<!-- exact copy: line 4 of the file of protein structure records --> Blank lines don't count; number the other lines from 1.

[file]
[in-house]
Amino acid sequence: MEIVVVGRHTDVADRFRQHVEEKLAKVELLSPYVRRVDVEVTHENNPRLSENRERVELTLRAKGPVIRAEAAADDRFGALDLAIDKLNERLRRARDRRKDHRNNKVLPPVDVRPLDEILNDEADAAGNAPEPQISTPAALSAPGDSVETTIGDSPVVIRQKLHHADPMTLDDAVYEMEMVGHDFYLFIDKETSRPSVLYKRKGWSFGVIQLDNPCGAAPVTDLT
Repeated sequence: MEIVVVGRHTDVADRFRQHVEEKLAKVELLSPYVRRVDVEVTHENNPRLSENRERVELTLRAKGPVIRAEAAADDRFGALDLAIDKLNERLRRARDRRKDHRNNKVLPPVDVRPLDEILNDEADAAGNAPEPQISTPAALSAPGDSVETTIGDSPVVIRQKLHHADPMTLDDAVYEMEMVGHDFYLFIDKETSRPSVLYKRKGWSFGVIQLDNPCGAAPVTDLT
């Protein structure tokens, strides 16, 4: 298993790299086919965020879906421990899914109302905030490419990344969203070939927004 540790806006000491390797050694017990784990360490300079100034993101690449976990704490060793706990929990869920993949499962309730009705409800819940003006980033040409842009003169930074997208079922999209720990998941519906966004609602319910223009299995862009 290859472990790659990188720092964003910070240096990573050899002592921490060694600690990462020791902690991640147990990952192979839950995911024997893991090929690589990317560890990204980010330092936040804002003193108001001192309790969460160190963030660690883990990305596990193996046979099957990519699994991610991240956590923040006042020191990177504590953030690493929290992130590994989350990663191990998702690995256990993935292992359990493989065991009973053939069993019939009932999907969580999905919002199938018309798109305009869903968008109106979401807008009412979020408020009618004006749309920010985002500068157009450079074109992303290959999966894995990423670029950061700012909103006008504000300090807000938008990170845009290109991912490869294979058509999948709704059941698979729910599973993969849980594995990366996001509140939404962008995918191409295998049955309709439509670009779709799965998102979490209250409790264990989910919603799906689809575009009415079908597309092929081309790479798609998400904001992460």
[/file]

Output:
């Protein structure tokens, strides 16, 4: 298993790299086919965020879906421990899914109302905030490419990344969203070939927004 540790806006000491390797050694017990784990360490300079100034993101690449976990704490060793706990929990869920993949499962309730009705409800819940003006980033040409842009003169930074997208079922999209720990998941519906966004609602319910223009299995862009 290859472990790659990188720092964003910070240096990573050899002592921490060694600690990462020791902690991640147990990952192979839950995911024997893991090929690589990317560890990204980010330092936040804002003193108001001192309790969460160190963030660690883990990305596990193996046979099957990519699994991610991240956590923040006042020191990177504590953030690493929290992130590994989350990663191990998702690995256990993935292992359990493989065991009973053939069993019939009932999907969580999905919002199938018309798109305009869903968008109106979401807008009412979020408020009618004006749309920010985002500068157009450079074109992303290959999966894995990423670029950061700012909103006008504000300090807000938008990170845009290109991912490869294979058509999948709704059941698979729910599973993969849980594995990366996001509140939404962008995918191409295998049955309709439509670009779709799965998102979490209250409790264990989910919603799906689809575009009415079908597309092929081309790479798609998400904001992460």